It was Justice Gray's “vitriolic language,” so described by Commissioners, in dissenting judicial opinions which “contained unprofessional personal attacks” against his two colleagues, Associate Justices Bill Vance and Felipe Reyna, that started the feud, but it didn't end there.

First came the unfortunate incident of the March, 2007, keynote speech at the Republican Club of Somervel County in Glen Rose. The rural resort community on the Brazos is one of 18 counties in the jurisdiction of the 10th Court.

After Justice Reyna introduced him to the approximately 60 party faithful there assembled as “my good friend,” Justice Gray countered his remark.

“Really, we are not friends. He's never been in my home. I've never been in his home. And furthermore, every time there's a close vote on the Court, he always votes with Bill Vance.”

It was an awkward moment, to say the least, one made more impolitic by the fact that Justice Reyna's career started as a probation officer, morphed into the grind of a courthouse janitor by night and a Baylor Law student by day, included a stint as the District Attorney of McLennan County – a post in which his son Abel is setting records with aggressive prosecution – and ended in the bloodbath of 2010's let's-vote-the-rascals-out neocon zealotry.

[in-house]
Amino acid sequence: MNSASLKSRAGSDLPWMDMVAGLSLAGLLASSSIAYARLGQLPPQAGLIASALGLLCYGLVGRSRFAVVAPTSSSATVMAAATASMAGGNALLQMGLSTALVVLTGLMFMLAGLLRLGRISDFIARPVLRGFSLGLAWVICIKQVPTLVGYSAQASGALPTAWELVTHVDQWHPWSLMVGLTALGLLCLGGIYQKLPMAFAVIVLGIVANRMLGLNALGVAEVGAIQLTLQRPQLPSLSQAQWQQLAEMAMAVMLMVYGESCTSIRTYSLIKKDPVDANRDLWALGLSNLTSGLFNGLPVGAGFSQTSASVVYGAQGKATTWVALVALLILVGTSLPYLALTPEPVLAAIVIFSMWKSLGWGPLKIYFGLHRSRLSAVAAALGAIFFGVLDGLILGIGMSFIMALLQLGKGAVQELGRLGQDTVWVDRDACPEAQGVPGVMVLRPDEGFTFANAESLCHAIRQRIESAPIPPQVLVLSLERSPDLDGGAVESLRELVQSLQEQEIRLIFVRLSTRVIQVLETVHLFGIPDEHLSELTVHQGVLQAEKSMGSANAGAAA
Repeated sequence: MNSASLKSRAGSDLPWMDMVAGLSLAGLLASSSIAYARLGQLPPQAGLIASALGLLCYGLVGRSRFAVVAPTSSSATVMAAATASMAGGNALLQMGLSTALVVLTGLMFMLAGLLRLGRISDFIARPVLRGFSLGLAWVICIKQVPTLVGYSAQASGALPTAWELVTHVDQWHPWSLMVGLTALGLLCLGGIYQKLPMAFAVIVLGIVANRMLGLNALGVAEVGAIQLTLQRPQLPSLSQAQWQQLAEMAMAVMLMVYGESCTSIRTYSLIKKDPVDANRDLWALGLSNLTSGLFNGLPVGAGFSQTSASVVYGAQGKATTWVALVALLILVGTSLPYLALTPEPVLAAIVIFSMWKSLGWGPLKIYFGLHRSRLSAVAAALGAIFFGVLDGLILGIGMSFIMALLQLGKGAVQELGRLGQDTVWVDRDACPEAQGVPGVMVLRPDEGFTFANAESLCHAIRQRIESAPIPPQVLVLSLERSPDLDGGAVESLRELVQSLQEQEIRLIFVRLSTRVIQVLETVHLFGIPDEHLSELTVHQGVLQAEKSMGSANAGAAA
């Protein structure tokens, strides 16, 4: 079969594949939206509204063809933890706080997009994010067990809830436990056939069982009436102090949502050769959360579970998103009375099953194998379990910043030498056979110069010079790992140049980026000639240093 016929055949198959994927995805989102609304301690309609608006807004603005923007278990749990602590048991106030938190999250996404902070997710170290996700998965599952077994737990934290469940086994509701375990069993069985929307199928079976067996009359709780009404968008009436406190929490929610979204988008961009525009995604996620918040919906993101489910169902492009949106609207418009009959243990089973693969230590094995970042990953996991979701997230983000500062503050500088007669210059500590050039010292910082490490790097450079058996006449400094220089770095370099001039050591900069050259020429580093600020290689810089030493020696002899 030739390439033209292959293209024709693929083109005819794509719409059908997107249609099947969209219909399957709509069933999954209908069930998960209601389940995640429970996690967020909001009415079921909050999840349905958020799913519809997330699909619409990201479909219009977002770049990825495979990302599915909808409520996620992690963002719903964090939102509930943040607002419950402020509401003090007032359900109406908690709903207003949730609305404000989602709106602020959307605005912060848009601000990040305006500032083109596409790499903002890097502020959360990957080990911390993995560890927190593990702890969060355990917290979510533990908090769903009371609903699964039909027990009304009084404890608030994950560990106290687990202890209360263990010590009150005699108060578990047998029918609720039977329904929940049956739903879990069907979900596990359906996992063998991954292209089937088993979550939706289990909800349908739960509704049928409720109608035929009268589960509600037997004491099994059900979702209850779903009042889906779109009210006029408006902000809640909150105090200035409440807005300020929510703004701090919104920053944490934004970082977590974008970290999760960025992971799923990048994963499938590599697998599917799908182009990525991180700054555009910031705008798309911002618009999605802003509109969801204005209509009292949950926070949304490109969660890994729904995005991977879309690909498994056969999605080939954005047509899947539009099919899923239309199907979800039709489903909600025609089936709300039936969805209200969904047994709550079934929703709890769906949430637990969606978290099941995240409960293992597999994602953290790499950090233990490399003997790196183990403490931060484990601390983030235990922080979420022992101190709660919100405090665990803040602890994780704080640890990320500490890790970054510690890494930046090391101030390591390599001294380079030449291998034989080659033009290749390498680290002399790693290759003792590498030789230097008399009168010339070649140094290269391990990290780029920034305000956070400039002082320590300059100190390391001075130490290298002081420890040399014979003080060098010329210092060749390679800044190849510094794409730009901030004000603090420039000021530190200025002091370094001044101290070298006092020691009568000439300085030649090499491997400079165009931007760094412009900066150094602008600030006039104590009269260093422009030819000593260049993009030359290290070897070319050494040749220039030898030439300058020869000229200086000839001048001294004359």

Party stalwarts were shocked. “Later that evening, several attendees spoke to Justice Reyna, expressing displeasure with and apologizing for Justice Gray's comments,” the Commission's decision noted in an itemized “Findings of Fact.”

The remark is further explained in these laconic words.

“Both Justice Reyna and Justice Gray are Republicans; Justice Bill Vance is a Democrat.”

According to the Public Admonition, “Justice Gray attended Republican lunches and dinners and told party leaders, 'somebody needs to talk to Felipe. He's not being a good Republican,' and that Justice Reyna 'always votes with a liberal Democrat, (Justice) Bill Vance,' or words to that effect.”

There you have it. In spite of lofty judicial canons, the fine points of legal ethics, and the exacting extremes of the rule of law, it's still a very political process, this business of placing talented legal minds on the benches of Texas.